Congratulations to all of our Voya Unsung Heroes winners. Each year, 100 finalists receive $2,000 while three of them are selected as Top Winners to receive additional grants of $25,000, $10,000, and $5,000. You can find winners for your state or for a specific year using the controls below.
Carolyn Streets (2018)West Haven, CT
Streets’ innovative teaching idea, “STEM ‘Vocabularians’,” focuses on introducing creative strategies to support students’ acquisition of vocabulary in the core subjects of Science, Technology, Engineering and Math (STEM). The mission of the project is to help students acquire high and low-frequency STEM-specific vocabulary. Students involved in the project will partake in a school-wide culture of learning, improve reading proficiencies and engage in deciphering complex texts. With financial support of the Voya grant, Streets will be able to explore the impact of higher-level vocabulary on student achievement in the STEM subjects and will enable students to confidently apply that new vocabulary to produce their own scientific texts and to solve real-world problems.
Jacqueline Schlosser (2018)Milford, Ct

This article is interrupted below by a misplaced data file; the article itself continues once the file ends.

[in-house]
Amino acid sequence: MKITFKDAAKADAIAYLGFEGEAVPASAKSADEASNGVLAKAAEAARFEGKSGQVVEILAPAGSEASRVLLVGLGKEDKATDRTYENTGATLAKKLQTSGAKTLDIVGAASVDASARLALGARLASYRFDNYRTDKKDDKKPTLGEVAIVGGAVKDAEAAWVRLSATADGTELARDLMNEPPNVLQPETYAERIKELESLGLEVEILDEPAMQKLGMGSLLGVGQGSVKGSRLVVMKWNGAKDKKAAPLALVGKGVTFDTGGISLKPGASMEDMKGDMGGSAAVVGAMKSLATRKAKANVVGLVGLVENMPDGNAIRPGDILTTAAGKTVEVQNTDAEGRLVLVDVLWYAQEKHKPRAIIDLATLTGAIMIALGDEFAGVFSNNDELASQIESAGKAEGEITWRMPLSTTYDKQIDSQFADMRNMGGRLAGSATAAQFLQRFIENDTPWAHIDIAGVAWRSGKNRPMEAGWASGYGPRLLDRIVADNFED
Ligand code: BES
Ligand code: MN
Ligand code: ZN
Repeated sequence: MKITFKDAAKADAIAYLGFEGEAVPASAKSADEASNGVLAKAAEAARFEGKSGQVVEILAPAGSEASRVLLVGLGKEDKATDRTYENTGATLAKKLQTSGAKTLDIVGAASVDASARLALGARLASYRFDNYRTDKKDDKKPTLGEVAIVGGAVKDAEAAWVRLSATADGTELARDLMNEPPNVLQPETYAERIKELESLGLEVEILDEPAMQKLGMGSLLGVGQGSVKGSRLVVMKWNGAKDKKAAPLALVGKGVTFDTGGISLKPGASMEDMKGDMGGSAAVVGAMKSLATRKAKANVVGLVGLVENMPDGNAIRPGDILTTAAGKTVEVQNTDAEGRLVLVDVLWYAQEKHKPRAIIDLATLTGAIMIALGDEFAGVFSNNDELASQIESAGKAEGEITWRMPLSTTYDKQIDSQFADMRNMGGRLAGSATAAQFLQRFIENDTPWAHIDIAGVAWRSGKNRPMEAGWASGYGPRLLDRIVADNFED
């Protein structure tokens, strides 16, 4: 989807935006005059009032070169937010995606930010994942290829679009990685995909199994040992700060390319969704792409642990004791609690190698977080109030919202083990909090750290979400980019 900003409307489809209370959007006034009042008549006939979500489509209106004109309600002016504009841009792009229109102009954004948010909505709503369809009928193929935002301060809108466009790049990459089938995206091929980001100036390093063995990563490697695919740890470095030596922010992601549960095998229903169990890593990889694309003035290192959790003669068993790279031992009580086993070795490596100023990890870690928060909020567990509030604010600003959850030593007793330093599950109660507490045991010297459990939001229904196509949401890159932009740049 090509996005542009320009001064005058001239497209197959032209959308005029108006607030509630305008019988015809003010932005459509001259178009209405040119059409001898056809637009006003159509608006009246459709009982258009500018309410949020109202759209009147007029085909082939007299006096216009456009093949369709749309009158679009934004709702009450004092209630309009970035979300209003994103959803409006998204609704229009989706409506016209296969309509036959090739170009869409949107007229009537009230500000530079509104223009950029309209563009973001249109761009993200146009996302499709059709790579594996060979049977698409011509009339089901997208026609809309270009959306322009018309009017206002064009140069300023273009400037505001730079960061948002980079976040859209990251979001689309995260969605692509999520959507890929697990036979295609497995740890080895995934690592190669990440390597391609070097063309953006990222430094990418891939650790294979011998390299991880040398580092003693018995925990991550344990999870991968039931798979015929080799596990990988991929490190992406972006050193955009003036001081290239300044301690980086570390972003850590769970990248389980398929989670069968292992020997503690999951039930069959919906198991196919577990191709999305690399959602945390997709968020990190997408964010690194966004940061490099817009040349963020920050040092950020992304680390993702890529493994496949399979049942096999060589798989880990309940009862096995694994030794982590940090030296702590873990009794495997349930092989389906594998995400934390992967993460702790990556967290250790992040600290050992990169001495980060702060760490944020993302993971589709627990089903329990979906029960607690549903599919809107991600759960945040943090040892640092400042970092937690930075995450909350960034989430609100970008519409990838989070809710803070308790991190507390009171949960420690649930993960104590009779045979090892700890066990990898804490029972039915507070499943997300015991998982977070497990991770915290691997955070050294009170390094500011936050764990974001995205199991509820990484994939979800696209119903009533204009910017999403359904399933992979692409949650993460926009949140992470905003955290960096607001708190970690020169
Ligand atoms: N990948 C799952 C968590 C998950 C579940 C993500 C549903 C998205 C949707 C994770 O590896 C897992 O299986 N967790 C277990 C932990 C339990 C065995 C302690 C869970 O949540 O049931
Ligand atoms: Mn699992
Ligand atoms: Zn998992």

Schlosser’s innovative teaching idea, “STEAMy DNA,” focuses on creating a cohesive learning experience for the different subjects she teaches at Platt Technical High School. Students involved in the project will examine DNA extractions at a deeper level by running fragments through a gel electrophoresis, allowing them to compare banding patterns to determine relationships between various organisms and individuals. Students will also work in groups to solve various real-world problems through the use of gel electrophoresis and project-based learning, relating science and engineering. According to Schlosser, at a technical high school, exposure to biotechnology is extremely important as it is an up and coming discipline and many of the students at Platt Technical have a head start in trades, further enhancing this field. With the Voya grant, Schlosser will purchase the necessary materials to support this program.
Gail Morris (2018)Newark, DE